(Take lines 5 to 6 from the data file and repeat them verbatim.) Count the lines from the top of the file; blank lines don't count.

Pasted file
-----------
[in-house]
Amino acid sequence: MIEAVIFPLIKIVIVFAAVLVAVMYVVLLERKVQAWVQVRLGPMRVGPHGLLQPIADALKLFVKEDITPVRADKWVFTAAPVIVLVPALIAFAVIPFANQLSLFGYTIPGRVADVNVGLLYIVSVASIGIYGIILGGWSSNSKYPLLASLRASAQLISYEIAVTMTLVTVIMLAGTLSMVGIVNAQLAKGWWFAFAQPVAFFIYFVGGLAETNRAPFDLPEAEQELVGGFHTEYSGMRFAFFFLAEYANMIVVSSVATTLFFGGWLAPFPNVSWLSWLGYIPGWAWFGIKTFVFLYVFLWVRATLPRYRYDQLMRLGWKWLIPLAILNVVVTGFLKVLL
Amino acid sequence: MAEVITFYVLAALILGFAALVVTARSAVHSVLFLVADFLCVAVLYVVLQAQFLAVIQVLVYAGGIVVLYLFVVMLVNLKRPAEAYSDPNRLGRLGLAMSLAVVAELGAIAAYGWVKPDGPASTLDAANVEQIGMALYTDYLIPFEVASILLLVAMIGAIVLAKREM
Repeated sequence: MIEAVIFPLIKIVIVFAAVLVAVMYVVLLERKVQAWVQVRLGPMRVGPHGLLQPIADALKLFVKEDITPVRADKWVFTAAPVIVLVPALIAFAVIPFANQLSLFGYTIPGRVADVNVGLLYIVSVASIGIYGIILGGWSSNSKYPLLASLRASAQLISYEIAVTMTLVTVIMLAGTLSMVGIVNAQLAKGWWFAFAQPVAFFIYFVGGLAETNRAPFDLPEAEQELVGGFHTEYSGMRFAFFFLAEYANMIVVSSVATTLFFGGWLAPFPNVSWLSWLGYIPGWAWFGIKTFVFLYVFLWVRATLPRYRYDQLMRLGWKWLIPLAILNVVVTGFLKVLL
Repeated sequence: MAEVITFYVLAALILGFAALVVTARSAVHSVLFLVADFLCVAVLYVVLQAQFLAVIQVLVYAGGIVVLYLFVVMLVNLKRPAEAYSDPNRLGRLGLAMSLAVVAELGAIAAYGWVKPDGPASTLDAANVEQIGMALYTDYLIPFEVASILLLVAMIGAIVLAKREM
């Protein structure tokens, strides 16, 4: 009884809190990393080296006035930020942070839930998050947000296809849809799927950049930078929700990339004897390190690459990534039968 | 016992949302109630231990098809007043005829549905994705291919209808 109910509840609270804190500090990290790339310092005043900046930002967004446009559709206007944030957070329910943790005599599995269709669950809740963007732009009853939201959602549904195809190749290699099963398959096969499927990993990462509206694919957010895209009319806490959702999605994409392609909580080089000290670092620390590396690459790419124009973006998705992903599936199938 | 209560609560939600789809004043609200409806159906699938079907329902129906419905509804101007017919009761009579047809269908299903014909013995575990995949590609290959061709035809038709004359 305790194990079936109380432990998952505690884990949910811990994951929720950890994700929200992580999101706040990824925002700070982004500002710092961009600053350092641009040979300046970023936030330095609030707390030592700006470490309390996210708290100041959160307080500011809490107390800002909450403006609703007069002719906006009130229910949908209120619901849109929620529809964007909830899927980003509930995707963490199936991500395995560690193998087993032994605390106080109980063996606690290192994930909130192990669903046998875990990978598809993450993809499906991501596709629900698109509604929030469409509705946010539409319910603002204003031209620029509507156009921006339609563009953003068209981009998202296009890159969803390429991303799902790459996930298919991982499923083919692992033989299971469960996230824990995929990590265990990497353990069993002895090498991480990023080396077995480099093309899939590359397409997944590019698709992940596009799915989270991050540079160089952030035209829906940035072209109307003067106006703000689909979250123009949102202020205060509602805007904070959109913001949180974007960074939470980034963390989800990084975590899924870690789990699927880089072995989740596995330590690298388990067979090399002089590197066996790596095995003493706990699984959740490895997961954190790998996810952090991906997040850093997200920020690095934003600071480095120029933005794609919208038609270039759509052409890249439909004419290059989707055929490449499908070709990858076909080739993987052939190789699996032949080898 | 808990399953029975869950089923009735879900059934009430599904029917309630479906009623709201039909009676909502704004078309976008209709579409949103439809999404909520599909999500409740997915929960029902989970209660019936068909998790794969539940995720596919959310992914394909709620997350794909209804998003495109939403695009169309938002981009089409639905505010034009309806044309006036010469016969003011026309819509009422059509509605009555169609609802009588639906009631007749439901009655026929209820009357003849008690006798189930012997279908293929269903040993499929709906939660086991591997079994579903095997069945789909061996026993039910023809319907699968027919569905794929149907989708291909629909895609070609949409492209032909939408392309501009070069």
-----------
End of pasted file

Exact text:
Repeated sequence: MAEVITFYVLAALILGFAALVVTARSAVHSVLFLVADFLCVAVLYVVLQAQFLAVIQVLVYAGGIVVLYLFVVMLVNLKRPAEAYSDPNRLGRLGLAMSLAVVAELGAIAAYGWVKPDGPASTLDAANVEQIGMALYTDYLIPFEVASILLLVAMIGAIVLAKREM
């Protein structure tokens, strides 16, 4: 009884809190990393080296006035930020942070839930998050947000296809849809799927950049930078929700990339004897390190690459990534039968 | 016992949302109630231990098809007043005829549905994705291919209808 109910509840609270804190500090990290790339310092005043900046930002967004446009559709206007944030957070329910943790005599599995269709669950809740963007732009009853939201959602549904195809190749290699099963398959096969499927990993990462509206694919957010895209009319806490959702999605994409392609909580080089000290670092620390590396690459790419124009973006998705992903599936199938 | 209560609560939600789809004043609200409806159906699938079907329902129906419905509804101007017919009761009579047809269908299903014909013995575990995949590609290959061709035809038709004359 305790194990079936109380432990998952505690884990949910811990994951929720950890994700929200992580999101706040990824925002700070982004500002710092961009600053350092641009040979300046970023936030330095609030707390030592700006470490309390996210708290100041959160307080500011809490107390800002909450403006609703007069002719906006009130229910949908209120619901849109929620529809964007909830899927980003509930995707963490199936991500395995560690193998087993032994605390106080109980063996606690290192994930909130192990669903046998875990990978598809993450993809499906991501596709629900698109509604929030469409509705946010539409319910603002204003031209620029509507156009921006339609563009953003068209981009998202296009890159969803390429991303799902790459996930298919991982499923083919692992033989299971469960996230824990995929990590265990990497353990069993002895090498991480990023080396077995480099093309899939590359397409997944590019698709992940596009799915989270991050540079160089952030035209829906940035072209109307003067106006703000689909979250123009949102202020205060509602805007904070959109913001949180974007960074939470980034963390989800990084975590899924870690789990699927880089072995989740596995330590690298388990067979090399002089590197066996790596095995003493706990699984959740490895997961954190790998996810952090991906997040850093997200920020690095934003600071480095120029933005794609919208038609270039759509052409890249439909004419290059989707055929490449499908070709990858076909080739993987052939190789699996032949080898 | 808990399953029975869950089923009735879900059934009430599904029917309630479906009623709201039909009676909502704004078309976008209709579409949103439809999404909520599909999500409740997915929960029902989970209660019936068909998790794969539940995720596919959310992914394909709620997350794909209804998003495109939403695009169309938002981009089409639905505010034009309806044309006036010469016969003011026309819509009422059509509605009555169609609802009588639906009631007749439901009655026929209820009357003849008690006798189930012997279908293929269903040993499929709906939660086991591997079994579903095997069945789909061996026993039910023809319907699968027919569905794929149907989708291909629909895609070609949409492209032909939408392309501009070069």